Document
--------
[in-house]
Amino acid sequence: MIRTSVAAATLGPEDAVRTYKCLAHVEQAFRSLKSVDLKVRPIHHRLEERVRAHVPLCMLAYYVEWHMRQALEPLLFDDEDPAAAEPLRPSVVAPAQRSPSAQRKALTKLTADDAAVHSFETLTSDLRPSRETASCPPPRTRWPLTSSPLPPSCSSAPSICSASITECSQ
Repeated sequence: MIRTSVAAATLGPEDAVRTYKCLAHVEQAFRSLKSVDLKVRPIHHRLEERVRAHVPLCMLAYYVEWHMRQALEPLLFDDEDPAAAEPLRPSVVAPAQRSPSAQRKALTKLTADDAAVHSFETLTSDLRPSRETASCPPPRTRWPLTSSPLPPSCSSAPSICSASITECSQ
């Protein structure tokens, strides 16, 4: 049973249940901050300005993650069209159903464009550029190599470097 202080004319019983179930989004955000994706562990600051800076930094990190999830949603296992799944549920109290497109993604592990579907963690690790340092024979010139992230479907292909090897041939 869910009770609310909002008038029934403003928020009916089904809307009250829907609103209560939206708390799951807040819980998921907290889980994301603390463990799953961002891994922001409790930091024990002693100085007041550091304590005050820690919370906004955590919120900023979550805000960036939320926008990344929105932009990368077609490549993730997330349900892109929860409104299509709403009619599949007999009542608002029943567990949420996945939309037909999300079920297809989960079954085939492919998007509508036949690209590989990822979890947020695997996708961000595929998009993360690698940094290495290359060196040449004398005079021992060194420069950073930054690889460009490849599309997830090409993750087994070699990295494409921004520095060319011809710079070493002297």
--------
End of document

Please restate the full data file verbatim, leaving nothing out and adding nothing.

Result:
[in-house]
Amino acid sequence: MIRTSVAAATLGPEDAVRTYKCLAHVEQAFRSLKSVDLKVRPIHHRLEERVRAHVPLCMLAYYVEWHMRQALEPLLFDDEDPAAAEPLRPSVVAPAQRSPSAQRKALTKLTADDAAVHSFETLTSDLRPSRETASCPPPRTRWPLTSSPLPPSCSSAPSICSASITECSQ
Repeated sequence: MIRTSVAAATLGPEDAVRTYKCLAHVEQAFRSLKSVDLKVRPIHHRLEERVRAHVPLCMLAYYVEWHMRQALEPLLFDDEDPAAAEPLRPSVVAPAQRSPSAQRKALTKLTADDAAVHSFETLTSDLRPSRETASCPPPRTRWPLTSSPLPPSCSSAPSICSASITECSQ
């Protein structure tokens, strides 16, 4: 049973249940901050300005993650069209159903464009550029190599470097 202080004319019983179930989004955000994706562990600051800076930094990190999830949603296992799944549920109290497109993604592990579907963690690790340092024979010139992230479907292909090897041939 869910009770609310909002008038029934403003928020009916089904809307009250829907609103209560939206708390799951807040819980998921907290889980994301603390463990799953961002891994922001409790930091024990002693100085007041550091304590005050820690919370906004955590919120900023979550805000960036939320926008990344929105932009990368077609490549993730997330349900892109929860409104299509709403009619599949007999009542608002029943567990949420996945939309037909999300079920297809989960079954085939492919998007509508036949690209590989990822979890947020695997996708961000595929998009993360690698940094290495290359060196040449004398005079021992060194420069950073930054690889460009490849599309997830090409993750087994070699990295494409921004520095060319011809710079070493002297």